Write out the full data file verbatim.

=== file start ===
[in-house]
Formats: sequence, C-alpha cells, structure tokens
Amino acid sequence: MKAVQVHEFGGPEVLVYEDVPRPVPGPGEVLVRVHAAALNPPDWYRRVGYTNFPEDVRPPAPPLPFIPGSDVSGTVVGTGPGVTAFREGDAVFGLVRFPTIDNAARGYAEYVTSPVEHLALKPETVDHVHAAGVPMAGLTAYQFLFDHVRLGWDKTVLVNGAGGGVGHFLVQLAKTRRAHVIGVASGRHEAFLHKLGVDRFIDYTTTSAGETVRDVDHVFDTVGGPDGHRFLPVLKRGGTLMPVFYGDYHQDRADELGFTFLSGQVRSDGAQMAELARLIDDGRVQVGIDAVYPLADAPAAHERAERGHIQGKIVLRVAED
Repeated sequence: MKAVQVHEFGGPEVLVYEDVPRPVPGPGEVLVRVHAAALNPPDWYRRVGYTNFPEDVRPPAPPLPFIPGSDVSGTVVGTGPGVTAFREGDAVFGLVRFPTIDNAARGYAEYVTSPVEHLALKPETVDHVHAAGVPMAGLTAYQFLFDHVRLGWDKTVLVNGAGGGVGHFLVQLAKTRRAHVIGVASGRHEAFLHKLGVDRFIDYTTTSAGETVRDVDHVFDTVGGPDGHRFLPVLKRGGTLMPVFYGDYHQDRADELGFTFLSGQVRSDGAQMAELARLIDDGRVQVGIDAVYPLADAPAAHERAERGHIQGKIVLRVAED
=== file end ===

[in-house]
Formats: sequence, C-alpha cells, structure tokens
Amino acid sequence: MKAVQVHEFGGPEVLVYEDVPRPVPGPGEVLVRVHAAALNPPDWYRRVGYTNFPEDVRPPAPPLPFIPGSDVSGTVVGTGPGVTAFREGDAVFGLVRFPTIDNAARGYAEYVTSPVEHLALKPETVDHVHAAGVPMAGLTAYQFLFDHVRLGWDKTVLVNGAGGGVGHFLVQLAKTRRAHVIGVASGRHEAFLHKLGVDRFIDYTTTSAGETVRDVDHVFDTVGGPDGHRFLPVLKRGGTLMPVFYGDYHQDRADELGFTFLSGQVRSDGAQMAELARLIDDGRVQVGIDAVYPLADAPAAHERAERGHIQGKIVLRVAED
Repeated sequence: MKAVQVHEFGGPEVLVYEDVPRPVPGPGEVLVRVHAAALNPPDWYRRVGYTNFPEDVRPPAPPLPFIPGSDVSGTVVGTGPGVTAFREGDAVFGLVRFPTIDNAARGYAEYVTSPVEHLALKPETVDHVHAAGVPMAGLTAYQFLFDHVRLGWDKTVLVNGAGGGVGHFLVQLAKTRRAHVIGVASGRHEAFLHKLGVDRFIDYTTTSAGETVRDVDHVFDTVGGPDGHRFLPVLKRGGTLMPVFYGDYHQDRADELGFTFLSGQVRSDGAQMAELARLIDDGRVQVGIDAVYPLADAPAAHERAERGHIQGKIVLRVAED